Should Universities Marry Newspapers?
Three experts talk about a world where colleges offer to pick up the tab
The idea emerged at a conference of writers and publishers sponsored last fall by the College of Communication to discuss the uncertain future of journalism. Universities, with their considerable (if shrinking) endowments, and their dedication to sharing information and knowledge, might make worthy spouses for newspapers, enterprises whose business model has been run over by a truck. Universities, after all, have been supporting public radio for decades, and the pairing seems to work.
Since then, newspapers’ need for a lifeline has gone from urgent to desperate. Last week, the Boston Globe reported that corporate parent the New York Times Company is threatening to shut it down within 30 days if the paper fails to negotiate $20 million in concessions from its unions. The Globe is said to be facing a loss of $85 million this year. In January, Yale chief investment officer David Swensen and financial analyst Michael Schmidt reported in an op-ed published in the New York Times that the past five years have seen a 50 percent drop in the Times’ profit margins from where they had lived happily during the previous 15 years. At the Washington Post, the decline was 25 percent. And in cities all over the United States, newspapers that were once money machines are for sale, or worse. The Philadelphia Inquirer recently filed for bankruptcy protection, and so has the Tribune Company, which operates the Chicago Tribune, the Los Angeles Times, and six other daily papers.
BU Today put the question to three authorities, two former newspaper editors and one of the most respected analysts of the newspaper business: what’s good and what’s bad about the idea of newspapers turning to universities for life support?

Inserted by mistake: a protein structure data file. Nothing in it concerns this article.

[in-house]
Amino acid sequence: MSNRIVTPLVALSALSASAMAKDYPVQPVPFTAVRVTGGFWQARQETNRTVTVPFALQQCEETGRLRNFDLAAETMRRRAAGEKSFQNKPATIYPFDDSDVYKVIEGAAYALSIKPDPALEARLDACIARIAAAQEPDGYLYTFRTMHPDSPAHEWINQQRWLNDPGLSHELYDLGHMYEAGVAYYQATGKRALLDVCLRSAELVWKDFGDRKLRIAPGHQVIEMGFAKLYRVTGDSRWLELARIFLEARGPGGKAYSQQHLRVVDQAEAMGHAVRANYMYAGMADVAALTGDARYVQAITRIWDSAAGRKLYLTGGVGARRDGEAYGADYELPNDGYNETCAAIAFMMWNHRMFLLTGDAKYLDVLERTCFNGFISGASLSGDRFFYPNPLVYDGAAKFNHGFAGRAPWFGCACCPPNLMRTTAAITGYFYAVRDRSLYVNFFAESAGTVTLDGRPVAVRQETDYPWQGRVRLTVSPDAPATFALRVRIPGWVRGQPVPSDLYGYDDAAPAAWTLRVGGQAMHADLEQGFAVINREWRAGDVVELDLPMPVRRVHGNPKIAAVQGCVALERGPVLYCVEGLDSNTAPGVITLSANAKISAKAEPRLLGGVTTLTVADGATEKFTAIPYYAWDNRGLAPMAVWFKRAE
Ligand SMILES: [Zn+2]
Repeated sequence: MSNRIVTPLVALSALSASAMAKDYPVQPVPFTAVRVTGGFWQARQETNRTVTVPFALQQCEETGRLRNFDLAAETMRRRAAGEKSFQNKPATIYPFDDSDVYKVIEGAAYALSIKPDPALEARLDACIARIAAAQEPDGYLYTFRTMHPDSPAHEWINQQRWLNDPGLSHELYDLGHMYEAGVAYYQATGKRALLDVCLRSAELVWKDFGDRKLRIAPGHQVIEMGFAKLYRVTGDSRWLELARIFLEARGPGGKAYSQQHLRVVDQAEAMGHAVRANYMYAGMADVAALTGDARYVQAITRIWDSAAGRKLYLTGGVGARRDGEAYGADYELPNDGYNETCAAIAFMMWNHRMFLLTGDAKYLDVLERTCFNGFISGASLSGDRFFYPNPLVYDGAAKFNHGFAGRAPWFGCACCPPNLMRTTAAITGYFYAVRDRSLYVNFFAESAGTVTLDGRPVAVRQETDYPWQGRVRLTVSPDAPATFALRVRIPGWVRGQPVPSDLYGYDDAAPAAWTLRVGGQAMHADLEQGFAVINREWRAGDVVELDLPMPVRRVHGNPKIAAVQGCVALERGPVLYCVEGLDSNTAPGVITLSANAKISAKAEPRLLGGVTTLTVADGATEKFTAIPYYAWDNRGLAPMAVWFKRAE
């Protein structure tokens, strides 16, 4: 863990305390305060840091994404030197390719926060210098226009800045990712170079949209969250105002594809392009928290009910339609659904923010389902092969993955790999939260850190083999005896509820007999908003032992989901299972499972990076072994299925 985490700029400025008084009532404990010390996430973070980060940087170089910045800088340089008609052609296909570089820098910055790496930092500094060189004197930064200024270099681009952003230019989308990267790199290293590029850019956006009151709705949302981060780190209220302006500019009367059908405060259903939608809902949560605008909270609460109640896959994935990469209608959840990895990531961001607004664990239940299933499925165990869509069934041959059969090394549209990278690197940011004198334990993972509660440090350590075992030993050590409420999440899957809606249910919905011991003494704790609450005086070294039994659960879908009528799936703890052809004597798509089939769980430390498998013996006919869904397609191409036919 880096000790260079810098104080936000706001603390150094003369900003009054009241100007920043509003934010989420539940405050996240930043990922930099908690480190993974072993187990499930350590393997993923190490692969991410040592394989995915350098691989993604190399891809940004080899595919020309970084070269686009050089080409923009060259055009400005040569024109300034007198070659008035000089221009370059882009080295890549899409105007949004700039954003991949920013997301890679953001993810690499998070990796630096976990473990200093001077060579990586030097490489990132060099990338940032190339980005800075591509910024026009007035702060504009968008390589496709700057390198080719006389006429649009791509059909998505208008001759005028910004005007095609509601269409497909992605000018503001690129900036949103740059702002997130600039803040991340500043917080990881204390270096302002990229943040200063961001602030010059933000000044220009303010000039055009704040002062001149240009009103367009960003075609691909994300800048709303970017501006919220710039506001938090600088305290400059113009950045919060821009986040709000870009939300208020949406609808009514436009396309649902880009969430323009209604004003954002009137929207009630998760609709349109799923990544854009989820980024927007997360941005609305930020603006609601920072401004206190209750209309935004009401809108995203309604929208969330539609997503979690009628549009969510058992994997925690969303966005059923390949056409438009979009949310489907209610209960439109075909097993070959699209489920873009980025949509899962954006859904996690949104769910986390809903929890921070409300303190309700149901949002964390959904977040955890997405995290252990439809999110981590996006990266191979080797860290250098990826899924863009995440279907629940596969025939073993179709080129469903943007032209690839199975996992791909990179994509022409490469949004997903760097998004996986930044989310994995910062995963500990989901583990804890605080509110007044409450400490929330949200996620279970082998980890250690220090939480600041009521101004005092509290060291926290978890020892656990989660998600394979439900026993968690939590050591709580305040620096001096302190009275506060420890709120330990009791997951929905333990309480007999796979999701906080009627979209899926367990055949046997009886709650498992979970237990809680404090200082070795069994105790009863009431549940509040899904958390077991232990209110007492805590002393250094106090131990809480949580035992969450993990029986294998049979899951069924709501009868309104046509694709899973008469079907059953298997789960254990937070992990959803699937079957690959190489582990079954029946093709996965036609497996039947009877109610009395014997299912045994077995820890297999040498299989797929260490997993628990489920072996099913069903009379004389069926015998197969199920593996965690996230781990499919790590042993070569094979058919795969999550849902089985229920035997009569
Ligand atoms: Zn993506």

Lou Ureneck is chair of the BU College of Communication journalism department. He is a former editor of Maine’s Portland Press Herald, page one editor at the Philadelphia Inquirer, and editor-in-residence at Harvard’s Nieman Foundation for Journalism.
James E. O’Shea, currently a fellow at Harvard’s Joan Shorenstein Center on the Press, Politics and Public Policy, was famously fired from his job as editor of the Los Angeles Times in January 2008 after refusing to make newsroom cuts demanded by the publisher. Before moving to the L.A. Times, O’Shea spent 27 years at the Chicago Tribune, where he was managing editor from 2001 to 2006.
Lauren Rich Fine is a practitioner in residence at Kent State University’s College of Communication and Information and director of research at ContentNext, which reports on the business of digital media. She is a former managing director at Merrill Lynch and a nationally known authority on the changing business of daily newspapers. Fine was once described by the Toronto Star as “the most powerful media figure you don’t know.”
What follows is an edited version of their conversation.
Fine: As somebody who would really like to see newspapers survive, I want anybody to own them. The attraction of having a university with a serious journalism program own one is that they have people there who are equipped, presumably, to produce a newspaper. It’s not obvious that they have the right capability to run it as a business.
O’Shea: I agree with Lauren. After having run a couple of newspapers, I’ve found they’re very, very difficult and complex organizations, and I don’t know that there are enough rich people out there to sustain a long-term endowment solution.
Ureneck: Universities at some levels see themselves as stewards of culture. They operate museums, they run orchestras, they embrace libraries. So if we think the newspaper is making a cultural contribution that’s important to society, then perhaps universities have some stake in this. And there is the model of the radio station. For example, here in Boston we have an outstanding National Public Radio station, WBUR, which is a part of Boston University.